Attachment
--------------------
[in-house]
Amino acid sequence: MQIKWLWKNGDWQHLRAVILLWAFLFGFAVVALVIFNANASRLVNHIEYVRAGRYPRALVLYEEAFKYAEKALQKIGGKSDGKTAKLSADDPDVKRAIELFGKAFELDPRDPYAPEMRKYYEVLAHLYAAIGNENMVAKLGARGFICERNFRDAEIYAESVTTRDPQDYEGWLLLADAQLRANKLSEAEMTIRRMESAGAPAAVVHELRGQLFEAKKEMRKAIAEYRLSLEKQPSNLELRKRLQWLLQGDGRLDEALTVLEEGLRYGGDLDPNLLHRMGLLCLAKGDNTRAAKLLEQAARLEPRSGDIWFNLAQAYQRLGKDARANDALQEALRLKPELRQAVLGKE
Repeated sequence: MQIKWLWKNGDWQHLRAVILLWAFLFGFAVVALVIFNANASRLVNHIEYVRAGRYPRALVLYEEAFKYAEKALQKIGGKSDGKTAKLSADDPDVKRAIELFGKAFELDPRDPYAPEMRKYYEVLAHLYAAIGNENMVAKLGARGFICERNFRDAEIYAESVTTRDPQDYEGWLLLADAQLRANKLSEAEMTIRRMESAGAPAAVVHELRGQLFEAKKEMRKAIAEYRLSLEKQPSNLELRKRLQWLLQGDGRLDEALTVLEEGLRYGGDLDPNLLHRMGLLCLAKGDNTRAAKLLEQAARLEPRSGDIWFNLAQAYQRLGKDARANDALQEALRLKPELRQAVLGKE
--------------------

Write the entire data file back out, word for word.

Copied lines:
[in-house]
Amino acid sequence: MQIKWLWKNGDWQHLRAVILLWAFLFGFAVVALVIFNANASRLVNHIEYVRAGRYPRALVLYEEAFKYAEKALQKIGGKSDGKTAKLSADDPDVKRAIELFGKAFELDPRDPYAPEMRKYYEVLAHLYAAIGNENMVAKLGARGFICERNFRDAEIYAESVTTRDPQDYEGWLLLADAQLRANKLSEAEMTIRRMESAGAPAAVVHELRGQLFEAKKEMRKAIAEYRLSLEKQPSNLELRKRLQWLLQGDGRLDEALTVLEEGLRYGGDLDPNLLHRMGLLCLAKGDNTRAAKLLEQAARLEPRSGDIWFNLAQAYQRLGKDARANDALQEALRLKPELRQAVLGKE
Repeated sequence: MQIKWLWKNGDWQHLRAVILLWAFLFGFAVVALVIFNANASRLVNHIEYVRAGRYPRALVLYEEAFKYAEKALQKIGGKSDGKTAKLSADDPDVKRAIELFGKAFELDPRDPYAPEMRKYYEVLAHLYAAIGNENMVAKLGARGFICERNFRDAEIYAESVTTRDPQDYEGWLLLADAQLRANKLSEAEMTIRRMESAGAPAAVVHELRGQLFEAKKEMRKAIAEYRLSLEKQPSNLELRKRLQWLLQGDGRLDEALTVLEEGLRYGGDLDPNLLHRMGLLCLAKGDNTRAAKLLEQAARLEPRSGDIWFNLAQAYQRLGKDARANDALQEALRLKPELRQAVLGKE